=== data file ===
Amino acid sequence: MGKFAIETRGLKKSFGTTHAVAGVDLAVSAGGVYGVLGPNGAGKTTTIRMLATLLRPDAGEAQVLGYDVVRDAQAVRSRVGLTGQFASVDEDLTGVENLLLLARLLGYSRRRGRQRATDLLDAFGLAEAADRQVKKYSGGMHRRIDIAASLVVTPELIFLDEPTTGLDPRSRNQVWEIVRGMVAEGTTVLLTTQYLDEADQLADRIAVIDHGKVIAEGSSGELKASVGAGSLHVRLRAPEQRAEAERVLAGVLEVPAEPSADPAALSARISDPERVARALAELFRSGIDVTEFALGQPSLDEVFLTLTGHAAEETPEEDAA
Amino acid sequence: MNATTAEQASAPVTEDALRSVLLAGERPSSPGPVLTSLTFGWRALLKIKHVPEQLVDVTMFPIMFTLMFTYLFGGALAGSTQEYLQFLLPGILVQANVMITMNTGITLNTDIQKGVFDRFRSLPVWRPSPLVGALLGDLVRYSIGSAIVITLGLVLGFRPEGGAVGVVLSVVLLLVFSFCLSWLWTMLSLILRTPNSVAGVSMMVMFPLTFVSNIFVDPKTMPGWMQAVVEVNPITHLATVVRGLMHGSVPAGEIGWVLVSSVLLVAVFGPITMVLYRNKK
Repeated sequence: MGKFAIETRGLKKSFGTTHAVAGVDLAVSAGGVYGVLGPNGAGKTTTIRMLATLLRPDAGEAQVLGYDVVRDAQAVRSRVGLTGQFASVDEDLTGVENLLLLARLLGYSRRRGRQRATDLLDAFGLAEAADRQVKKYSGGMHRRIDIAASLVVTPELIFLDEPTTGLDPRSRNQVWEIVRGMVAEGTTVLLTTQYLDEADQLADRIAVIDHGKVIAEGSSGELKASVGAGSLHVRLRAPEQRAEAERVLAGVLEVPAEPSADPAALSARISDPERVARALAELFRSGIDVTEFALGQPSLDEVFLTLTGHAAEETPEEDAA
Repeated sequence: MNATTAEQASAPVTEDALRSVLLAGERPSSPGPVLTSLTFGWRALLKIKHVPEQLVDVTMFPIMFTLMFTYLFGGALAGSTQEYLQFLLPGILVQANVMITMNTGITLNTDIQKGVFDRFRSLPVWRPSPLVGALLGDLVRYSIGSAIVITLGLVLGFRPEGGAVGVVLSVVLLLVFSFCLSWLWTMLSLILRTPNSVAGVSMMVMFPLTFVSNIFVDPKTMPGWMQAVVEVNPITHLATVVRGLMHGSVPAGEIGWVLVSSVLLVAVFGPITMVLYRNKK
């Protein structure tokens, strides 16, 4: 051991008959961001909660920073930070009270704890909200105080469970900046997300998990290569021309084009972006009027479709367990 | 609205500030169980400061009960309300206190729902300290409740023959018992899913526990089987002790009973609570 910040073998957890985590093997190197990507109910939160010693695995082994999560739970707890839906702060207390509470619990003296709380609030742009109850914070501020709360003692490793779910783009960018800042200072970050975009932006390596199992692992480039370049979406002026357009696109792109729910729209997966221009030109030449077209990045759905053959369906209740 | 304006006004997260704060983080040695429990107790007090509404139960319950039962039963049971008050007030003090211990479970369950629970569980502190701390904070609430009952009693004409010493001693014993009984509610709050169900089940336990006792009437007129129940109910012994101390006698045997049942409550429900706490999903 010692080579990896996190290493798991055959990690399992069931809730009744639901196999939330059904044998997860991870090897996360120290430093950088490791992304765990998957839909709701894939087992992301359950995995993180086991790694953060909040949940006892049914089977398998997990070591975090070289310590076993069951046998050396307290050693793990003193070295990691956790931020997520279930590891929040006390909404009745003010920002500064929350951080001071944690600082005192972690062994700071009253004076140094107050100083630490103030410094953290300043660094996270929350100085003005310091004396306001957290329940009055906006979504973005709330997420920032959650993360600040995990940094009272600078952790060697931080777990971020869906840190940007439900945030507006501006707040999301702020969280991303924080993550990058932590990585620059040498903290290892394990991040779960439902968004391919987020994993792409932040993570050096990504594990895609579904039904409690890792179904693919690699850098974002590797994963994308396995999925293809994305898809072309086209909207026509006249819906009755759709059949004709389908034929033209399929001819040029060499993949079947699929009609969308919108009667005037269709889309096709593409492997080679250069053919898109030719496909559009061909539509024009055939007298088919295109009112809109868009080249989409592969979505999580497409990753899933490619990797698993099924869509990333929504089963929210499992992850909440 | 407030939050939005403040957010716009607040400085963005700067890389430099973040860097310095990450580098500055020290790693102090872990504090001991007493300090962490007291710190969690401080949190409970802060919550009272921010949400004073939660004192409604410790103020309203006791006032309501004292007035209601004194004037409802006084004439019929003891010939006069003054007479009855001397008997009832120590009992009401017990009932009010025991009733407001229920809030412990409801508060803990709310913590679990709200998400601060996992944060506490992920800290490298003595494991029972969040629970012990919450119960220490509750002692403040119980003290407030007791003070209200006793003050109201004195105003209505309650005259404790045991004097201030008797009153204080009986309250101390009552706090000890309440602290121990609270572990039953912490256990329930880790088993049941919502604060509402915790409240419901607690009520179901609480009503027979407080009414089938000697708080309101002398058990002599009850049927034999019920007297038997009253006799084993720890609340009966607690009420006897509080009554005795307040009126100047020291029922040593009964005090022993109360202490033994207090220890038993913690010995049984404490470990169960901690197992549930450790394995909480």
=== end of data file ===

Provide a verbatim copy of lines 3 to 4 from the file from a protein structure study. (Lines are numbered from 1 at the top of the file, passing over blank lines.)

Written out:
Repeated sequence: MGKFAIETRGLKKSFGTTHAVAGVDLAVSAGGVYGVLGPNGAGKTTTIRMLATLLRPDAGEAQVLGYDVVRDAQAVRSRVGLTGQFASVDEDLTGVENLLLLARLLGYSRRRGRQRATDLLDAFGLAEAADRQVKKYSGGMHRRIDIAASLVVTPELIFLDEPTTGLDPRSRNQVWEIVRGMVAEGTTVLLTTQYLDEADQLADRIAVIDHGKVIAEGSSGELKASVGAGSLHVRLRAPEQRAEAERVLAGVLEVPAEPSADPAALSARISDPERVARALAELFRSGIDVTEFALGQPSLDEVFLTLTGHAAEETPEEDAA
Repeated sequence: MNATTAEQASAPVTEDALRSVLLAGERPSSPGPVLTSLTFGWRALLKIKHVPEQLVDVTMFPIMFTLMFTYLFGGALAGSTQEYLQFLLPGILVQANVMITMNTGITLNTDIQKGVFDRFRSLPVWRPSPLVGALLGDLVRYSIGSAIVITLGLVLGFRPEGGAVGVVLSVVLLLVFSFCLSWLWTMLSLILRTPNSVAGVSMMVMFPLTFVSNIFVDPKTMPGWMQAVVEVNPITHLATVVRGLMHGSVPAGEIGWVLVSSVLLVAVFGPITMVLYRNKK